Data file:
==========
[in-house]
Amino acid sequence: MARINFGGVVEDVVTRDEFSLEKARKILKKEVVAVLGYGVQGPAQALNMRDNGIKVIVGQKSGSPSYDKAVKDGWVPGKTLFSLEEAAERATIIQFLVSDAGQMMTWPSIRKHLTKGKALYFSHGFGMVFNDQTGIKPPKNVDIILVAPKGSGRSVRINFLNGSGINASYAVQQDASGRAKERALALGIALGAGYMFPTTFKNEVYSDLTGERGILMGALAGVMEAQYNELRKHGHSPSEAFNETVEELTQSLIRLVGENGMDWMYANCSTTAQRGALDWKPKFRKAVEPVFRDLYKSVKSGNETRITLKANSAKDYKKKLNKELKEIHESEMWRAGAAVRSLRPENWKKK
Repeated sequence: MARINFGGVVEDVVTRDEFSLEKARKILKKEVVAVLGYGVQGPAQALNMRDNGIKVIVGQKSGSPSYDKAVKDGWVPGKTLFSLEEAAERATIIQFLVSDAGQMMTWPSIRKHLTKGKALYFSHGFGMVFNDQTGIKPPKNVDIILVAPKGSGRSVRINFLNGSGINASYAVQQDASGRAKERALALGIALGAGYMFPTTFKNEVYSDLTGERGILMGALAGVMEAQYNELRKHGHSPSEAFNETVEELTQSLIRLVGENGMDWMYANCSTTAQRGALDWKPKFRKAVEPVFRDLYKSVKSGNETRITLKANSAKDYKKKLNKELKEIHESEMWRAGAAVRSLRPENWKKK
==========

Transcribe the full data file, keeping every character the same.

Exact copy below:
[in-house]
Amino acid sequence: MARINFGGVVEDVVTRDEFSLEKARKILKKEVVAVLGYGVQGPAQALNMRDNGIKVIVGQKSGSPSYDKAVKDGWVPGKTLFSLEEAAERATIIQFLVSDAGQMMTWPSIRKHLTKGKALYFSHGFGMVFNDQTGIKPPKNVDIILVAPKGSGRSVRINFLNGSGINASYAVQQDASGRAKERALALGIALGAGYMFPTTFKNEVYSDLTGERGILMGALAGVMEAQYNELRKHGHSPSEAFNETVEELTQSLIRLVGENGMDWMYANCSTTAQRGALDWKPKFRKAVEPVFRDLYKSVKSGNETRITLKANSAKDYKKKLNKELKEIHESEMWRAGAAVRSLRPENWKKK
Repeated sequence: MARINFGGVVEDVVTRDEFSLEKARKILKKEVVAVLGYGVQGPAQALNMRDNGIKVIVGQKSGSPSYDKAVKDGWVPGKTLFSLEEAAERATIIQFLVSDAGQMMTWPSIRKHLTKGKALYFSHGFGMVFNDQTGIKPPKNVDIILVAPKGSGRSVRINFLNGSGINASYAVQQDASGRAKERALALGIALGAGYMFPTTFKNEVYSDLTGERGILMGALAGVMEAQYNELRKHGHSPSEAFNETVEELTQSLIRLVGENGMDWMYANCSTTAQRGALDWKPKFRKAVEPVFRDLYKSVKSGNETRITLKANSAKDYKKKLNKELKEIHESEMWRAGAAVRSLRPENWKKK